The 3-allylcatechol was cyclized as follows: a mixture of 35 g. of 3-allylcatechol, 35 g. of dimethylaniline hydrochloride, and 0.1 g. of hydroquinone was heated for 6.75 hours at 175-85", cooled, and diluted with 7 ml. of ether. The slurry was washed with four 35-ml. portions of water, the organic phase was dried over magnesium sulfate, filtered and distilled to yield 13.6 g. of 2,3-dihydro-2- methyl-7-benzofuranol boiling at 76-7 (0.7 mm.), 11 1.5535. The structure of this compound was confirmed by nuclear magnetic resonance studies.

The carbamate ester was formed by reaction of the intermediate phenol with methyl isocyanate as follows: 2,3-dihydro-2-methyl-7-benzofuranol (13.6 g.) was reacted with 5.7 g. of methyl isocyanate and the solid product was recrystallized from methylcyclohexane to yield 8.5 g. of 2,3dihydro-2-methyl7-benzofuranyl N-methylcarbamate melting at 118.5-20.0. A second recrystallization from carbon tetrachloride raised the melting point to 121-2". The structure was confirmed by nuclear magnetic resonance studies.

Analysis.-Ca1cd for C H NO N, 6.76. Found: N, 6.84.

Following the test procedure described for the compound of Example 1, 2,3-dihydro-2-methyl-7-benzofuranyl N-methylcarbamate exhibited, at a dilution of 1250 p.p.m., 100% kill of the Mexican bean beetle, the pea aphid, the southern armyworm and the milkweed bug, 97% kill of the two-spotted mite, and 100% kill of houseflies.

Example 5.Preparation and pesticidal properties of 2,3-dihydro-2,2-dimethyl-7-benzofuranyl carbamate The intermediate 2,3-dihydro-2,2-dimethyl-7-benzo- 6 furanyl chloroformate was prepared as follows: A stirred solution of 215 g. of 2,3-dihydro-2,2-dimethyl-7-benzofuranol and ml. of phosgene was maintained at 4-7 as 131 g. of triethylamine was added dropwise. The solution was stirred an additional hour at 5, then diluted with 400 ml. of cold water. The benzene solution was washed with 20% hydrochloric acid solution, and with water until the aqueous extracts were neutral. The organic layer was dried over magnesium sulfate and concentrated under vacuum to yield 293 g. of crude 2,3-dihydro-2,2-dimethyl-7-benzofuranyl chloroformate, melting at 88-91 C.

A solution of 10.8 g. of 2,3-dihydro-2,2-dimethyl-7- benzofuranyl chloroformate in 75 ml. of ether was slowly added to a stirred mixture of 2.8 ml. of 30% ammonium hydroxide solution and 25 ml. of ice water, maintaining the temperature at 5. The mixture was stirred one hour at 5 after the addition was complete. The solid which had precipitated was separated by filtration at 5, washed with water and dried to yield 5.8 g. of crude 2,3-dihydro- 2,2-dimethyl-7-benzofuranyl crabamate, melting at 153- 7. By recrystallization from benzene 3.5 g. of pure product, melting at 173.5-4.5 was obtained.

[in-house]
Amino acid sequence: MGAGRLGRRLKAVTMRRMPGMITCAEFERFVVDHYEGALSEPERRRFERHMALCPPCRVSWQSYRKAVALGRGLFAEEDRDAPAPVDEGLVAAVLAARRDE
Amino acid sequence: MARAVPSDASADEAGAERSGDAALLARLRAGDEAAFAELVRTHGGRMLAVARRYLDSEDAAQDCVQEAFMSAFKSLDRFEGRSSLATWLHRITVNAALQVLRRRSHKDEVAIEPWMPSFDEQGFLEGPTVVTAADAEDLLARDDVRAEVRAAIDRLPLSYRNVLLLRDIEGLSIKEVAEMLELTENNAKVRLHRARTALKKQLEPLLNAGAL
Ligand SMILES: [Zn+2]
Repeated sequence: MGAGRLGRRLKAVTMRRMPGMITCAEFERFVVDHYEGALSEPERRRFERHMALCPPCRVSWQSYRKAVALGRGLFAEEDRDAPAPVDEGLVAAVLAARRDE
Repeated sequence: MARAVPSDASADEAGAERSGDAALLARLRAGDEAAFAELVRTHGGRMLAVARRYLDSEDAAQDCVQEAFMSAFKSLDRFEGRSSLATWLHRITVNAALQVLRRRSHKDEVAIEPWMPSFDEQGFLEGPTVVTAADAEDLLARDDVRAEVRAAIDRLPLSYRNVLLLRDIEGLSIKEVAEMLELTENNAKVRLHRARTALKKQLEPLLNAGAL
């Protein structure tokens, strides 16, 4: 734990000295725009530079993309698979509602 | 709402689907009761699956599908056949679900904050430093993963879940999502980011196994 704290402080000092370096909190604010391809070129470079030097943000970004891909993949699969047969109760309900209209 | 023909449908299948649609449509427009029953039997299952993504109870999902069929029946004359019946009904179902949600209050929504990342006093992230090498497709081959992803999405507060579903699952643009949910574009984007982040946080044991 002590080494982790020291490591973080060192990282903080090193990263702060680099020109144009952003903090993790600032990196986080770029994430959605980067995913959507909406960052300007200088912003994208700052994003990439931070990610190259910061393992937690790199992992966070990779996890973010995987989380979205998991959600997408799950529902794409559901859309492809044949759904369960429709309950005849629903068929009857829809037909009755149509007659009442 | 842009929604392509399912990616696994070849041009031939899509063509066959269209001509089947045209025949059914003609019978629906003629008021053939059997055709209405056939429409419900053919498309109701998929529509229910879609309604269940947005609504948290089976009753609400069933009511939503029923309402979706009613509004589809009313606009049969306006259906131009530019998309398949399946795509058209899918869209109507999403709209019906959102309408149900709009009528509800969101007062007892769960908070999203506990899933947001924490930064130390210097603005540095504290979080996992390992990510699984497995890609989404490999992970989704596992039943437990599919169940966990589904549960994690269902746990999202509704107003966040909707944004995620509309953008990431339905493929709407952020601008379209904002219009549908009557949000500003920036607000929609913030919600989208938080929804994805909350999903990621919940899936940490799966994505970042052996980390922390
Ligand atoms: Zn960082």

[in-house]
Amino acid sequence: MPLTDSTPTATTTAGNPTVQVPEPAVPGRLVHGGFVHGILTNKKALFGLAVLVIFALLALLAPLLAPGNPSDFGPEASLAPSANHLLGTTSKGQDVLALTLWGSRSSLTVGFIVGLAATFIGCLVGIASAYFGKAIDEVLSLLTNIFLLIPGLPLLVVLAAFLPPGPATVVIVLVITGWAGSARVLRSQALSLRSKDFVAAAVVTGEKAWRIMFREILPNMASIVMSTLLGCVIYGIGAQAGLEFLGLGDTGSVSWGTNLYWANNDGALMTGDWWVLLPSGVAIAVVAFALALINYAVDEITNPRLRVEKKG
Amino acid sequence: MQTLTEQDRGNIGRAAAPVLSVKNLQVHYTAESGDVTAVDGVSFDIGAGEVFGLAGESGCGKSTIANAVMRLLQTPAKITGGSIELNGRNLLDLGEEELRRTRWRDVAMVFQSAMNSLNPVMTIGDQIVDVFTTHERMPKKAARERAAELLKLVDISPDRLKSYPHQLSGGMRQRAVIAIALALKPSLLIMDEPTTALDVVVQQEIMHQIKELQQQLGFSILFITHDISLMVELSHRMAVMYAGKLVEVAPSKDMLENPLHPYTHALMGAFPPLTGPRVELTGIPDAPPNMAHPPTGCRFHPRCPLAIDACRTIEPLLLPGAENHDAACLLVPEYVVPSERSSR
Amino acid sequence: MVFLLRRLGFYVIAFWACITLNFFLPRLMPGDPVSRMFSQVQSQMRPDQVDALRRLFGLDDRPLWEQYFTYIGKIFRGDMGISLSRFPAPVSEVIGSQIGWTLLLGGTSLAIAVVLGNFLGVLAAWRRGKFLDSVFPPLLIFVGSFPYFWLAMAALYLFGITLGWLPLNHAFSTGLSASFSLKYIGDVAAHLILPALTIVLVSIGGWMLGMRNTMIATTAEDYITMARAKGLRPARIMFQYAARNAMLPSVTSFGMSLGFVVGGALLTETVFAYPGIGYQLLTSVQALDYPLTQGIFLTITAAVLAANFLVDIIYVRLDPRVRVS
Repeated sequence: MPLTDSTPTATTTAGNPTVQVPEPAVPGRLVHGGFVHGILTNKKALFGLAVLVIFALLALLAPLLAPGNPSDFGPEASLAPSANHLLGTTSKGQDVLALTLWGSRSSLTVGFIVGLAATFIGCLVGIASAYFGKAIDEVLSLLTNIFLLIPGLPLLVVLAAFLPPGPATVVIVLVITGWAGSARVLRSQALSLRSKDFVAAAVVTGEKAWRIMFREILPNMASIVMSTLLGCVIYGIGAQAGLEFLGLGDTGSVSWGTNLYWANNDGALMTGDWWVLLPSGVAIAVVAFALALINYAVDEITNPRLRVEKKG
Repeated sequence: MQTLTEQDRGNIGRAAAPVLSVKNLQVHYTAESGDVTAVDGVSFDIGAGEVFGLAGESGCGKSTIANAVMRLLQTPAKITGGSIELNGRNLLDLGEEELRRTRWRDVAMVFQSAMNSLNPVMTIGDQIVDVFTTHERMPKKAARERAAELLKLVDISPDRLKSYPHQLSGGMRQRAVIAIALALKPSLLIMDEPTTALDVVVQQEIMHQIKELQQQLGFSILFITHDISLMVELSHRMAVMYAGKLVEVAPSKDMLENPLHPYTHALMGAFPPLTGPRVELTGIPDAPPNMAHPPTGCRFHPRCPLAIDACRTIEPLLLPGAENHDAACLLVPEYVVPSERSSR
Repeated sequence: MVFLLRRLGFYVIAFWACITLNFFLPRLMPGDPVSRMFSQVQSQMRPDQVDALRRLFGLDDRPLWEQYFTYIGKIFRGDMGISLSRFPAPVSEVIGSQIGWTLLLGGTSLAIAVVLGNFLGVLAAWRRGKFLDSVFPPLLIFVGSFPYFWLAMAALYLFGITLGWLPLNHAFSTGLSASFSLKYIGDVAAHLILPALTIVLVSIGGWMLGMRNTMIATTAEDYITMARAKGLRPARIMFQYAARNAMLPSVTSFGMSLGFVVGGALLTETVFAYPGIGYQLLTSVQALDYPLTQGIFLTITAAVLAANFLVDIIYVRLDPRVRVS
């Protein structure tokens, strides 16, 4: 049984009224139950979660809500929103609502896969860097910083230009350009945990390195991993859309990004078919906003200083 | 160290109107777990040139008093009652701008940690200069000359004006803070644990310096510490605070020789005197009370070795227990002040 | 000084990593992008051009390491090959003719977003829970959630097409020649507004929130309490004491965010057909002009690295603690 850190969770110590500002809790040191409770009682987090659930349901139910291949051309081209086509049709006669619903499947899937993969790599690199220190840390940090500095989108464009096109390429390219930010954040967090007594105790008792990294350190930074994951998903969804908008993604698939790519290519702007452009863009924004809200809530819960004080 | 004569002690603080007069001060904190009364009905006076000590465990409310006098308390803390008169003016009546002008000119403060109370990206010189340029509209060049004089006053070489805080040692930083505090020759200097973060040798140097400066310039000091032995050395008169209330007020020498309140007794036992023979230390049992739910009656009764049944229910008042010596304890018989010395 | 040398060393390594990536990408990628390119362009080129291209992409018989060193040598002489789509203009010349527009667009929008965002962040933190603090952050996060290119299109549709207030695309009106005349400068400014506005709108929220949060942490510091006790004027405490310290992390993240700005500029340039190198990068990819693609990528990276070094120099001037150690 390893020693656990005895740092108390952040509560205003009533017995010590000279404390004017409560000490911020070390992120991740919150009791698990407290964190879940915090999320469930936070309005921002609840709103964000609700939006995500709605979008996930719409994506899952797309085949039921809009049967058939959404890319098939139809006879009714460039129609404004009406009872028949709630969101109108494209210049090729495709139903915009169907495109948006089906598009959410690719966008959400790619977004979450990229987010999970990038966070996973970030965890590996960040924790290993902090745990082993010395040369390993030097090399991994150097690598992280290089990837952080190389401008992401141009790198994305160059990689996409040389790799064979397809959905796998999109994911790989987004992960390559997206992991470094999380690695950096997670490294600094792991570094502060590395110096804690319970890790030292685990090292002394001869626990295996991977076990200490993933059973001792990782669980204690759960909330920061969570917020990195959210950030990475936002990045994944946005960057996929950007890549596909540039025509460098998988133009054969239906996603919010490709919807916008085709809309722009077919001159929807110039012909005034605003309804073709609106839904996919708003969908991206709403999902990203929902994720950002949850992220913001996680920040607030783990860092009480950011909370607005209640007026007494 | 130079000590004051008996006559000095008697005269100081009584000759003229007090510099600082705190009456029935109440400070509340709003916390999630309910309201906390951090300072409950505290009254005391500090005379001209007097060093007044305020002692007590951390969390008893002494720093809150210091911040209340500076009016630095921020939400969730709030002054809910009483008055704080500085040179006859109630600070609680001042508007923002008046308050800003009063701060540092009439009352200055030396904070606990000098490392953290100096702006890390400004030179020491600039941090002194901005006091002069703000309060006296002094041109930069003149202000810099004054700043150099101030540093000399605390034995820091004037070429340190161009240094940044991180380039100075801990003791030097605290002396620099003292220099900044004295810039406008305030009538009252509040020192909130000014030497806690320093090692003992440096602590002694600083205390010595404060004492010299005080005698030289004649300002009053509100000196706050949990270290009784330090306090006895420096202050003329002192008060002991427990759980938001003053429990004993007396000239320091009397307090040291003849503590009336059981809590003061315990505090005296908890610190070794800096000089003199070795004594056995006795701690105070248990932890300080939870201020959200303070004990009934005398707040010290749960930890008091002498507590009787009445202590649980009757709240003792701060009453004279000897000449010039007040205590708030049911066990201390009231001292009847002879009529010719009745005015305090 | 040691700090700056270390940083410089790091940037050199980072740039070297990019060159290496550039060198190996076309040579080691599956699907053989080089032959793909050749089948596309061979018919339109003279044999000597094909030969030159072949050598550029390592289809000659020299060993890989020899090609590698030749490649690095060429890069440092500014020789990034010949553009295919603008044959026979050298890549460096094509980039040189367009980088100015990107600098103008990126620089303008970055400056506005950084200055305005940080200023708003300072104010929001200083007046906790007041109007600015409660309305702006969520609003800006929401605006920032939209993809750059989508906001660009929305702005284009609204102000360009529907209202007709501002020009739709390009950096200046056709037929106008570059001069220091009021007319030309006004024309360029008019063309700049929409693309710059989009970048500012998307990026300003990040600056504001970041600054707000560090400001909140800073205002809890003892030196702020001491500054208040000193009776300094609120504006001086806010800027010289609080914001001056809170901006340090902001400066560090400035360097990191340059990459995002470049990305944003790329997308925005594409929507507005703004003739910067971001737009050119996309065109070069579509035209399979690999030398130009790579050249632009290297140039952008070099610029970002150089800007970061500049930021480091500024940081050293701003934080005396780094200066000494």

Analysis.Calcd for C H NO N, 6.76. Found: N, 6.94.

Following the procedures described in Example 1, the compound 2,3'dihydro-Z,2-dimethyl-7-benzofuranyl carbamate exhibited 100% kill of the Mexican bean beetle and 100% kill of the pea aphid.

Example 6.Preparation and pesticidal properties of 2,3 dihydro 2,2 dimethyl 7 benzofuranyl N,N- dimethylcarbamate To a cold, stirred solution of 50.0 g. of 2,3-dihydro- 2,2-dimethyl-7-benzofuranol in 100 ml. of ether was slowly added a solution prepared by dissolving 6.9 g. of sodium in ml. of ethanol. The dark solution was stirred for an additional 1.5 hours and was concentrated in vacuum to give 58.8 g. of crude sodium salt. To a stirred solution of 27.9 g. of this sodium salt in 75 ml of chloroform, maintained at 42-8, 18.3 g. of dirnethylcarbamoyl chloride was added dropwise. After stirring an additional hour, the mass was filtered and the filtrate washed successively with 30-ml. portions of water, dilute sodium bicarbonate solution, water, dilute hydrochloric acid, and water. The organic layer was dried over magnesium sulfate, concentrated and distilled to yield 21.1 g. of 2,3 dihydro 2,2 dimethyl 7 benzofuranyl N,N- dimethylcarbamate boiling at 113-7 (0.20 mm.), 21 1.5266. The structure was confirmed by nuclear magnetic resonance studies.